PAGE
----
Italy: Church opposes anti-homophobia law
The Catholic Church in Italy has spoken out against plans to ban discrimination against homosexuals. The Italian Episcopal Conference in Rome has argued that the existing legislation already provides sufficient protection against violence and persecution. Commentators take different sides on the issue.
No need for new regulations
Since the current laws already offer protection against discrimination further rules would be tantamount to restricting freedom of opinion, the Catholic daily Avvenire comments, endorsing the arguments of the Episcopal Conference:
“There is no need for a new law because the existing system already adequately covers all violent or discriminatory behaviour. That is why the proposed laws against homotransphobia currently being examined by the Justice Commission are a cause for concern. The presidency of the Italian Episcopal Conference has denounced the futility of a new legislative intervention which, if it 'introduces further onerous regulations, risks opening itself up to anti-freedom tendencies'. With the result that in the end it is not so much discrimination as the right to express one's opinion that would be sanctioned.”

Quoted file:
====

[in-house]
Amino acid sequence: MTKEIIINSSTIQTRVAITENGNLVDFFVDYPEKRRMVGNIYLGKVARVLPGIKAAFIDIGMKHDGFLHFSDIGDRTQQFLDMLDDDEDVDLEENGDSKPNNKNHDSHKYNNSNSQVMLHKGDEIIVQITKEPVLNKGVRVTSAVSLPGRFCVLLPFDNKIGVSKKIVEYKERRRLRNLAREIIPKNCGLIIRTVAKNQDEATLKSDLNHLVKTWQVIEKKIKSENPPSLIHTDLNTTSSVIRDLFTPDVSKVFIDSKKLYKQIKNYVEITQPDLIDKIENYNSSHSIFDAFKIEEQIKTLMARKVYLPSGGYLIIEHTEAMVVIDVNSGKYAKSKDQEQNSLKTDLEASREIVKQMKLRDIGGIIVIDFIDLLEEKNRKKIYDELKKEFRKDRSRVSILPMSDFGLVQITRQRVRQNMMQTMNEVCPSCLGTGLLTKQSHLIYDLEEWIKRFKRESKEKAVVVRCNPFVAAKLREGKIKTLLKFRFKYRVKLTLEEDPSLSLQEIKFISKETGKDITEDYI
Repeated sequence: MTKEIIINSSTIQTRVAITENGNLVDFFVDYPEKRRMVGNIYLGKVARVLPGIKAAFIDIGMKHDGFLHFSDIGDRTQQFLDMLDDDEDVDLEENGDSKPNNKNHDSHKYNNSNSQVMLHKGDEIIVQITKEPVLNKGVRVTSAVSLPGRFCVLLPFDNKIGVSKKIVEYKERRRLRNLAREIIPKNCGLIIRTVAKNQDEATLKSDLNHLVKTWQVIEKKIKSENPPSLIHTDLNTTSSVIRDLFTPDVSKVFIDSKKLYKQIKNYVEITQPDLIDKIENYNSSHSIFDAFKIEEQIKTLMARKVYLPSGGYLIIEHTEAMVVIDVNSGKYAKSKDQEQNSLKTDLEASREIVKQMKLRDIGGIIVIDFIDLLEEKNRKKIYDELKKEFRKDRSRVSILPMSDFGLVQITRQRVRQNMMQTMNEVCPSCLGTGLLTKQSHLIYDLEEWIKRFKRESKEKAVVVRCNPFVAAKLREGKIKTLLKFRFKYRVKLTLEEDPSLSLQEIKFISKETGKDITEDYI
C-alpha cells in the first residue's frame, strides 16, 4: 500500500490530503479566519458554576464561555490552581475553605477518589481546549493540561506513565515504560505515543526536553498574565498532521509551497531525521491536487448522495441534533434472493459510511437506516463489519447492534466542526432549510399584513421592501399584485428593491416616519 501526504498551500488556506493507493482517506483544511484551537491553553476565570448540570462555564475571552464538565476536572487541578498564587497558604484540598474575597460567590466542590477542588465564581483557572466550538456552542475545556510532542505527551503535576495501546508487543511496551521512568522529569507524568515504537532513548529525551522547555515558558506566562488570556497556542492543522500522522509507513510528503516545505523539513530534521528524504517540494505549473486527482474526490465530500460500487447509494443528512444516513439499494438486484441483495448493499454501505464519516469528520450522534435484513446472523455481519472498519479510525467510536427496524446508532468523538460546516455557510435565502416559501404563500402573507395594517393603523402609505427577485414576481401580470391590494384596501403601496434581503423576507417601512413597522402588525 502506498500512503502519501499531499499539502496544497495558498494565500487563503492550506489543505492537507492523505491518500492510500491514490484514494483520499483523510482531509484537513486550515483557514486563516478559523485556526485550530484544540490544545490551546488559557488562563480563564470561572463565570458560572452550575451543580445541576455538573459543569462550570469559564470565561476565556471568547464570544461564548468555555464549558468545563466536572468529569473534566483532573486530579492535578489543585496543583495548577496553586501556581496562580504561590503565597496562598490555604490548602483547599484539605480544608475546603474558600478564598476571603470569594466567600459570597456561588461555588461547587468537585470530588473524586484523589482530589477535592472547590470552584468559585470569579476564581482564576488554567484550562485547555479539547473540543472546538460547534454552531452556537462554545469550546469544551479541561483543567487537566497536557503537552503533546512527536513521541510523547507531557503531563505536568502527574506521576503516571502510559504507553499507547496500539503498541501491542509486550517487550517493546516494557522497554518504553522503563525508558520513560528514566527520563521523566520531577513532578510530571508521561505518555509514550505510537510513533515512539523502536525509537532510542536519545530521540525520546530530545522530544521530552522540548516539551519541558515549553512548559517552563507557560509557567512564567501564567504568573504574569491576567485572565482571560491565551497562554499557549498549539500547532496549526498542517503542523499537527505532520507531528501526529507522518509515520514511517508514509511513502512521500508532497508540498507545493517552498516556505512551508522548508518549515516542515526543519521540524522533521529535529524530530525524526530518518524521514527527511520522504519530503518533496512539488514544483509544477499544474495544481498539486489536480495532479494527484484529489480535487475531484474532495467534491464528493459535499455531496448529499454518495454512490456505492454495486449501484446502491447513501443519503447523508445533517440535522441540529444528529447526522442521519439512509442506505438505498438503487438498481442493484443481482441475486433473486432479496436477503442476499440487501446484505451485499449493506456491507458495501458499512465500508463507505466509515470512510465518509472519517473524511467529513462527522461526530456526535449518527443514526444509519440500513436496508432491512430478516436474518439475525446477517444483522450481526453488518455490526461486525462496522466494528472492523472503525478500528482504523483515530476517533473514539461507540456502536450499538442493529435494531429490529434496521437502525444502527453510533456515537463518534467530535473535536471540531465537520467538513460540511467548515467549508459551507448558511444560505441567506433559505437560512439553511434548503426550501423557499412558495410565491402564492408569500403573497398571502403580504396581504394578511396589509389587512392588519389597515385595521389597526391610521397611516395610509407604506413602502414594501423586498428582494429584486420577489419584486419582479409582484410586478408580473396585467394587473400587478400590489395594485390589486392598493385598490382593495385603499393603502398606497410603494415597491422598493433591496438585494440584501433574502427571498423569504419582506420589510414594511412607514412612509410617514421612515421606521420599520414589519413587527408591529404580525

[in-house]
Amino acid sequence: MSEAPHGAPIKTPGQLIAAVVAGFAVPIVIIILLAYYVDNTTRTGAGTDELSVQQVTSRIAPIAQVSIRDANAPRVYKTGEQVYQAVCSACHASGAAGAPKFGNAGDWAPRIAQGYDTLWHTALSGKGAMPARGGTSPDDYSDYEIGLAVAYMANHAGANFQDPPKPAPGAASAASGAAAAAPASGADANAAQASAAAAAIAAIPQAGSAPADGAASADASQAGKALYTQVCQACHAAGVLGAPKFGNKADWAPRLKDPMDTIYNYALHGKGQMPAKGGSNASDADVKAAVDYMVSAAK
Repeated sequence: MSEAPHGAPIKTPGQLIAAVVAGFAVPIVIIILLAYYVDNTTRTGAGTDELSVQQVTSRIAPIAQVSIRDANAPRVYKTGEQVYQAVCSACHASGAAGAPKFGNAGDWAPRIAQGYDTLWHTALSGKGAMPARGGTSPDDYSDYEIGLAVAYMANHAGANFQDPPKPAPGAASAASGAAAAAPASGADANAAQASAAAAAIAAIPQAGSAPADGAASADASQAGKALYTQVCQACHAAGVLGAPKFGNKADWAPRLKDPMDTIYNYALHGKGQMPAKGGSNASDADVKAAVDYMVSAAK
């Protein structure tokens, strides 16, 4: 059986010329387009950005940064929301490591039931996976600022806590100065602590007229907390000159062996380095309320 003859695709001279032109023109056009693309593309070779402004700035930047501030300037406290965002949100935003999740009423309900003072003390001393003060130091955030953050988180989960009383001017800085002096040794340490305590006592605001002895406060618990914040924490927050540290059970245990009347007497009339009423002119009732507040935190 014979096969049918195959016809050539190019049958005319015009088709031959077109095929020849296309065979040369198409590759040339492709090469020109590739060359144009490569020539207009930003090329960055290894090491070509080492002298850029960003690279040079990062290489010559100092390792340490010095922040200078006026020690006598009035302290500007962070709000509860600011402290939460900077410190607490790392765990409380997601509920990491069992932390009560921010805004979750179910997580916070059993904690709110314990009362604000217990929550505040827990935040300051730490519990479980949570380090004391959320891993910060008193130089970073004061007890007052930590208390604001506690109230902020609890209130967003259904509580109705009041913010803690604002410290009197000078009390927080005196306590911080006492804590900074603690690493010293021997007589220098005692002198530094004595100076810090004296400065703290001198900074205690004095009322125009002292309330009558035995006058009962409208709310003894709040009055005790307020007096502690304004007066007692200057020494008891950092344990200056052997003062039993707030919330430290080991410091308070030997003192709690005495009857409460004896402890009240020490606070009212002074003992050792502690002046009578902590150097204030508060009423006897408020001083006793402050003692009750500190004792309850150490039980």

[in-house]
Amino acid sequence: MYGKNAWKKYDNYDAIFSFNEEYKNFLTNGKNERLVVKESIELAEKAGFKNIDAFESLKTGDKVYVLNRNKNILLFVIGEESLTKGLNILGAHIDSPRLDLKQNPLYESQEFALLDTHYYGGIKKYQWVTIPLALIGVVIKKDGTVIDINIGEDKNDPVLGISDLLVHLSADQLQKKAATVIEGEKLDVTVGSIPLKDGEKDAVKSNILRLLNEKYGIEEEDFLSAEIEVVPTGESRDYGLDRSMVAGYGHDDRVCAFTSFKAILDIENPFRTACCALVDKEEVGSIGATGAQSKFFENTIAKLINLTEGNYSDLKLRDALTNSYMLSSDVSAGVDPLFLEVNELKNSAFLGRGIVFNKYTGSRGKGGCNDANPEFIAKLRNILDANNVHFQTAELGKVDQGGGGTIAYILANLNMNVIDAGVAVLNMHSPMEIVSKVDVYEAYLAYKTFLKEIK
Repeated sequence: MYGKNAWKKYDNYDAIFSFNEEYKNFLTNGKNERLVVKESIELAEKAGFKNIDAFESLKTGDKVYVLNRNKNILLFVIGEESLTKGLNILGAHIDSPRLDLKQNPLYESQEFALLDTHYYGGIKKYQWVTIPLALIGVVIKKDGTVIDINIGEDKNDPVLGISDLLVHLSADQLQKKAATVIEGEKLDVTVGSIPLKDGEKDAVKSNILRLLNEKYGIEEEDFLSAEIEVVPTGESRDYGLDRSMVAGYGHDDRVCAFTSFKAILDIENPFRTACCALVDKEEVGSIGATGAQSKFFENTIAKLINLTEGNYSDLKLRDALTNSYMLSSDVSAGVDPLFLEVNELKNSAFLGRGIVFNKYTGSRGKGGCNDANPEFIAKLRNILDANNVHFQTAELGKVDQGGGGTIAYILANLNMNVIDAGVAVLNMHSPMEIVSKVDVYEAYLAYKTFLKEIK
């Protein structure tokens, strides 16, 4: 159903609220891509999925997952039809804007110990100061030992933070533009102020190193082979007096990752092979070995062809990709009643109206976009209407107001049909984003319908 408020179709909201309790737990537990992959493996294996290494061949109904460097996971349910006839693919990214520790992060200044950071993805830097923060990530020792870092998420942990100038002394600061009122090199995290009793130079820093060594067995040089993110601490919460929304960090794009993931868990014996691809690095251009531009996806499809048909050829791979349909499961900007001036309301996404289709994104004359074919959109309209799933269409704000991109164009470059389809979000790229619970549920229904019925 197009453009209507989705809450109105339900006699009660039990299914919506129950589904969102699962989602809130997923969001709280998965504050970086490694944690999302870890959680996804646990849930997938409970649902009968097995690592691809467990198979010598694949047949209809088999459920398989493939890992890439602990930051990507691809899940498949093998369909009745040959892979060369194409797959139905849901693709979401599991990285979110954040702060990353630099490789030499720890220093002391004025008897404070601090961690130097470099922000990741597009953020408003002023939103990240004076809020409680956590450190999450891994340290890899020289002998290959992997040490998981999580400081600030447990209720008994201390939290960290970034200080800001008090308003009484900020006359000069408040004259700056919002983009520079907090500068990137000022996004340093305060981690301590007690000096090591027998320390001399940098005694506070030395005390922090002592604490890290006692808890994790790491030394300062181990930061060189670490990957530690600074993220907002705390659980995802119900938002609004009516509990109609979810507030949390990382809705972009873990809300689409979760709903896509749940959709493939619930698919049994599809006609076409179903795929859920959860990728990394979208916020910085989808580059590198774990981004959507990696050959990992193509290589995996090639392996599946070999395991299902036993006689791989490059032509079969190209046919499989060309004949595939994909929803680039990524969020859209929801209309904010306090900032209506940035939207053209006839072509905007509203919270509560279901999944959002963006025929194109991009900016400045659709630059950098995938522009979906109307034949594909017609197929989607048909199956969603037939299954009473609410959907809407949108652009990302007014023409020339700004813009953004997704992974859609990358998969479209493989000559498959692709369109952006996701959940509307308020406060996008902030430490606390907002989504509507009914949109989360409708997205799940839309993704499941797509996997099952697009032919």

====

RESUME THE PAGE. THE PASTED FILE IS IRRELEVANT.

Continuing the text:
Protection from hate speech and violence
Civil rights activist Sergio Lo Giudice explains in HuffPost Italia why he believes the law is necessary:
“The LGBTI population in this country is not demanding that constitutional freedoms be restricted for anyone, but that they be extended for all. They are not demanding that a priest renounce the positions of the Catechism of the Catholic Church from the pulpit. ... These people want to be protected from discriminatory acts, hate speech, violent incidents and the lack of legal protection that has led to Italy being ranked 35th among European countries in the annual ILGA-Europe ranking of countries protecting LGBTI rights, behind states like Georgia, Hungary, Kosovo and Serbia.”